No needles in the trash | TheUnion.com
YOUR AD HERE »

No needles in the trash

Come Sept. 1, people using hypodermic needles can no longer put them into their trash.

California is among a small but growing number of states trying to get needles out of the waste stream. An estimated 3 billion needles and syringes wind up in the trash or flushed down toilets each year, according to Waste Management Inc., which serves western Nevada County.

“This improper disposal puts sanitation workers and the public at risk of needle sticks and serious infections,” Waste Management officials said. “The new (state) law will prohibit needles in any household waste, including recycling or green waste bins.”



Waste Management is working with a private company, Sharps Compliance Inc. of Houston, to help people find a safe way to get rid of their needles. For a charge, Sharps will mail out containers with return postage pre-paid. When they are full, people can return the containers by U.S. Mail, and Sharps will destroy them.

Prices range from $33.62 for a quart container, containing up to 70 needles, to $82.50 for a 3-gallon container, containing up to 720 needles, said Sharps spokeswoman Bergundi Walker.




Some doctors are providing postage-paid disposal containers for free, Walker added.

But she urged people to beware: Some companies provide disposal containers, but no way to get rid of the containers once they’re full.

Sharps containers can be seen at No needles in the trash

By Trina Kleist

Staff Writer

Come Sept. 1, people using hypodermic needles can no longer put them into their trash.

California is among a small but growing number of states trying to get needles out of the waste stream. An estimated 3 billion needles and syringes wind up in the trash or flushed down toilets, according to Waste Management Inc., which serves western Nevada County.

“This improper disposal puts sanitation workers and the public at risk of needle sticks and serious infections,” Waste Management officials said. “The new (state) law will prohibit needles in any household waste, including recycling or green waste bins.”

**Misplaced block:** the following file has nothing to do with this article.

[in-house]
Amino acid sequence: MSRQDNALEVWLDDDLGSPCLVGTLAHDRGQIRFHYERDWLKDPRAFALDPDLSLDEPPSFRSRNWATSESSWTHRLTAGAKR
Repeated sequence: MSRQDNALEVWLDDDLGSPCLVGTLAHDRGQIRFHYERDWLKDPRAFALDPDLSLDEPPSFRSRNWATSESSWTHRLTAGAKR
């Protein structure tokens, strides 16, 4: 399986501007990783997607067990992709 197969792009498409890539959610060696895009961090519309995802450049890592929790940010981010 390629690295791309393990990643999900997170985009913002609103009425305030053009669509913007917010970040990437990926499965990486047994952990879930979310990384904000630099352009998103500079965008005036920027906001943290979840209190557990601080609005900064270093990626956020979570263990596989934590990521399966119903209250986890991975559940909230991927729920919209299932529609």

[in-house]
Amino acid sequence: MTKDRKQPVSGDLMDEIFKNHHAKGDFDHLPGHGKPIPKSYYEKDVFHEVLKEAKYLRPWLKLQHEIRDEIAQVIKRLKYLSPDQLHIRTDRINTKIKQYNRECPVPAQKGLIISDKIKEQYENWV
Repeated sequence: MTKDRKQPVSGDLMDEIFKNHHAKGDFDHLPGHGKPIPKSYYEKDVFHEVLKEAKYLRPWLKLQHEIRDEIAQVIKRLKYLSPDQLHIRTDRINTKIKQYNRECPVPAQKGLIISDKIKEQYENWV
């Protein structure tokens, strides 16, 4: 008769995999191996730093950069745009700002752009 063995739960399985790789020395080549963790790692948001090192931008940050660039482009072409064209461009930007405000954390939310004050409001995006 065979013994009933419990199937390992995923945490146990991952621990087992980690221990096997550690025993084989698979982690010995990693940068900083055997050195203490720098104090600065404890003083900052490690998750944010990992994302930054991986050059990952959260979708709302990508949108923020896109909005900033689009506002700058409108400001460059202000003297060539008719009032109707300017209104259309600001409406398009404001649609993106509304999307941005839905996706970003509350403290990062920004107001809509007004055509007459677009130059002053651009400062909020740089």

Waste Management is working with a private company, Sharps Compliance Inc. of Houston, to help people find a safe way to get rid of their needles. For a charge, Sharps will mail out containers with return postage pre-paid. When they are full, people can return the containers by U.S. Mail, and Sharps will destroy them.

Prices range from $33.62 for a quart container, containing up to 70 needles, to $82.50 for a 3-gallon container, containing up to 720 needles, said Sharps spokeswoman Bergundi Walker.

Some doctors are providing postage-paid disposal containers for free, Walker added. But she urged people to beware: Some companies provide disposal containers, but no way to get rid of the containers once they’re full.

To see Sharps products, visit http://www.wastemd.com and click “Products.” They cannot be purchased online; call Sharps toll-free at 1-877-927-8363.

To contact City Editor Trina Kleist, e-mail tkleist@theunion.com or call 477-4230.


Support Local Journalism


Support Local Journalism

Readers around Grass Valley and Nevada County make The Union’s work possible. Your financial contribution supports our efforts to deliver quality, locally relevant journalism.

Now more than ever, your support is critical to help us keep our community informed about the evolving coronavirus pandemic and the impact it is having locally. Every contribution, however large or small, will make a difference.

Your donation will help us continue to cover COVID-19 and our other vital local news.

 

Start a dialogue, stay on topic and be civil.
If you don't follow the rules, your comment may be deleted.

User Legend: iconModerator iconTrusted User